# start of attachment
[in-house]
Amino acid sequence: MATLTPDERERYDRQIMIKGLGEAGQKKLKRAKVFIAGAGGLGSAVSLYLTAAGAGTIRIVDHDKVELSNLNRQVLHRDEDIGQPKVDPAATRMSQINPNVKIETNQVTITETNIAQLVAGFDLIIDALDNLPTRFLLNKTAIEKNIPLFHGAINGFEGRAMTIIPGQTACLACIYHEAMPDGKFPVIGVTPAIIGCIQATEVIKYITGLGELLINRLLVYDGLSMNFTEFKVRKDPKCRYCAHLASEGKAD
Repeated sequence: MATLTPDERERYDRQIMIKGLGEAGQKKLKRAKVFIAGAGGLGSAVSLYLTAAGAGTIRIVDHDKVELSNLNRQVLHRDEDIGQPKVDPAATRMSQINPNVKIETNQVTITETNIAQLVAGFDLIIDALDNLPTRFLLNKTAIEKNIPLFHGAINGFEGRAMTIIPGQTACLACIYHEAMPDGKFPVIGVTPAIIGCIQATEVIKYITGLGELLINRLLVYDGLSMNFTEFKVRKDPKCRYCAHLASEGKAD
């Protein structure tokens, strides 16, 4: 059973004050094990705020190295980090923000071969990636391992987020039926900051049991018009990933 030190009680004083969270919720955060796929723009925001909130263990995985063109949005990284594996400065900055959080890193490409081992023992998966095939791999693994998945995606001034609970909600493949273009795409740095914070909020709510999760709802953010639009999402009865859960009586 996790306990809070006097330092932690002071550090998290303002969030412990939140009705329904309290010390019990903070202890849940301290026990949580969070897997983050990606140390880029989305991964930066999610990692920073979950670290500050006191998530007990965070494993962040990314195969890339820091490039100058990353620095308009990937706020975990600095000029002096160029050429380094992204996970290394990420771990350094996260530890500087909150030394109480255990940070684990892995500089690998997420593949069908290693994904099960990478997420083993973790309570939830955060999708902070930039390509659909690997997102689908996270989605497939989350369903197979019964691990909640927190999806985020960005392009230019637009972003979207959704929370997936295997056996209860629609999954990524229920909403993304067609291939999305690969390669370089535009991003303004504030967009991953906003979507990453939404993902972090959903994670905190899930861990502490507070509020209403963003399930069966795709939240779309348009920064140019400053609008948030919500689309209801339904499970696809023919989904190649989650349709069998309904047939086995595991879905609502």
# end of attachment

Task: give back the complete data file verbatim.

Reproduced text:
[in-house]
Amino acid sequence: MATLTPDERERYDRQIMIKGLGEAGQKKLKRAKVFIAGAGGLGSAVSLYLTAAGAGTIRIVDHDKVELSNLNRQVLHRDEDIGQPKVDPAATRMSQINPNVKIETNQVTITETNIAQLVAGFDLIIDALDNLPTRFLLNKTAIEKNIPLFHGAINGFEGRAMTIIPGQTACLACIYHEAMPDGKFPVIGVTPAIIGCIQATEVIKYITGLGELLINRLLVYDGLSMNFTEFKVRKDPKCRYCAHLASEGKAD
Repeated sequence: MATLTPDERERYDRQIMIKGLGEAGQKKLKRAKVFIAGAGGLGSAVSLYLTAAGAGTIRIVDHDKVELSNLNRQVLHRDEDIGQPKVDPAATRMSQINPNVKIETNQVTITETNIAQLVAGFDLIIDALDNLPTRFLLNKTAIEKNIPLFHGAINGFEGRAMTIIPGQTACLACIYHEAMPDGKFPVIGVTPAIIGCIQATEVIKYITGLGELLINRLLVYDGLSMNFTEFKVRKDPKCRYCAHLASEGKAD
């Protein structure tokens, strides 16, 4: 059973004050094990705020190295980090923000071969990636391992987020039926900051049991018009990933 030190009680004083969270919720955060796929723009925001909130263990995985063109949005990284594996400065900055959080890193490409081992023992998966095939791999693994998945995606001034609970909600493949273009795409740095914070909020709510999760709802953010639009999402009865859960009586 996790306990809070006097330092932690002071550090998290303002969030412990939140009705329904309290010390019990903070202890849940301290026990949580969070897997983050990606140390880029989305991964930066999610990692920073979950670290500050006191998530007990965070494993962040990314195969890339820091490039100058990353620095308009990937706020975990600095000029002096160029050429380094992204996970290394990420771990350094996260530890500087909150030394109480255990940070684990892995500089690998997420593949069908290693994904099960990478997420083993973790309570939830955060999708902070930039390509659909690997997102689908996270989605497939989350369903197979019964691990909640927190999806985020960005392009230019637009972003979207959704929370997936295997056996209860629609999954990524229920909403993304067609291939999305690969390669370089535009991003303004504030967009991953906003979507990453939404993902972090959903994670905190899930861990502490507070509020209403963003399930069966795709939240779309348009920064140019400053609008948030919500689309209801339904499970696809023919989904190649989650349709069998309904047939086995595991879905609502």